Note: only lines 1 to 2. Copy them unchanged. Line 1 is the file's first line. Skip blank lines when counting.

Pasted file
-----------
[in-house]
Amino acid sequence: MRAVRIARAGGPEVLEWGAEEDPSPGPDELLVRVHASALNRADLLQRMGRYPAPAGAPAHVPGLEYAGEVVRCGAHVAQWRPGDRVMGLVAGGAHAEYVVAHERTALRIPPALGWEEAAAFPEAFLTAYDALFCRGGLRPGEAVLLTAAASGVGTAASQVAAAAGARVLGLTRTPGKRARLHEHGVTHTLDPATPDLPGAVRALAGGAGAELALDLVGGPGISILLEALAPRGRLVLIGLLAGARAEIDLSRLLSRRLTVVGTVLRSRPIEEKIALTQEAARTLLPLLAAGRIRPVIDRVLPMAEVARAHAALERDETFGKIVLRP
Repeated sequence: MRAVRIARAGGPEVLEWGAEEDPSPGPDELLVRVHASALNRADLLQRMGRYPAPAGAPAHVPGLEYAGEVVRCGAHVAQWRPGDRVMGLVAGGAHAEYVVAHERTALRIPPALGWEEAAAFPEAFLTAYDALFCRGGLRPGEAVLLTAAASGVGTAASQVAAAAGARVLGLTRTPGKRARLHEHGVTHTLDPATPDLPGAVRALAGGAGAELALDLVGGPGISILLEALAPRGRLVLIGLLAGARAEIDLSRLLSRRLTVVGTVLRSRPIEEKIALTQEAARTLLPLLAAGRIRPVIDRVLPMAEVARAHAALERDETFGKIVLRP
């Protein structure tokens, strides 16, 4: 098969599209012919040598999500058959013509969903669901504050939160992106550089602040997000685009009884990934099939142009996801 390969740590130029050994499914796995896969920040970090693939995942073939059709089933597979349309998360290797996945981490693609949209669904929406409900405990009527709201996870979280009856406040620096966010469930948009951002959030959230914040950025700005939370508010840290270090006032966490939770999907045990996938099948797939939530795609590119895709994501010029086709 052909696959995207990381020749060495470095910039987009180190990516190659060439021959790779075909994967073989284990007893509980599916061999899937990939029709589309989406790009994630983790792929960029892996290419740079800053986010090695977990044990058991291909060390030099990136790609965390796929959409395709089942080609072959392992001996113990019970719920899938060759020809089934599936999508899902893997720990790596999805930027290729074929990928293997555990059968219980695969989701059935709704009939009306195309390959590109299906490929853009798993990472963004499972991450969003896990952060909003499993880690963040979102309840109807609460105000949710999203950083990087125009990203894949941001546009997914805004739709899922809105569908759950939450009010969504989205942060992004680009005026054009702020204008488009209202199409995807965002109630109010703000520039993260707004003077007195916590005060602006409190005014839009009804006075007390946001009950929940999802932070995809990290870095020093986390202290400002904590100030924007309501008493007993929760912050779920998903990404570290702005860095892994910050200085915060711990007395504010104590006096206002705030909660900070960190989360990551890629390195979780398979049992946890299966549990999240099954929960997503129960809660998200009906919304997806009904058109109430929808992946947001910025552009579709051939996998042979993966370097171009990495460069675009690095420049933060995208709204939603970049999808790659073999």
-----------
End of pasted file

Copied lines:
[in-house]
Amino acid sequence: MRAVRIARAGGPEVLEWGAEEDPSPGPDELLVRVHASALNRADLLQRMGRYPAPAGAPAHVPGLEYAGEVVRCGAHVAQWRPGDRVMGLVAGGAHAEYVVAHERTALRIPPALGWEEAAAFPEAFLTAYDALFCRGGLRPGEAVLLTAAASGVGTAASQVAAAAGARVLGLTRTPGKRARLHEHGVTHTLDPATPDLPGAVRALAGGAGAELALDLVGGPGISILLEALAPRGRLVLIGLLAGARAEIDLSRLLSRRLTVVGTVLRSRPIEEKIALTQEAARTLLPLLAAGRIRPVIDRVLPMAEVARAHAALERDETFGKIVLRP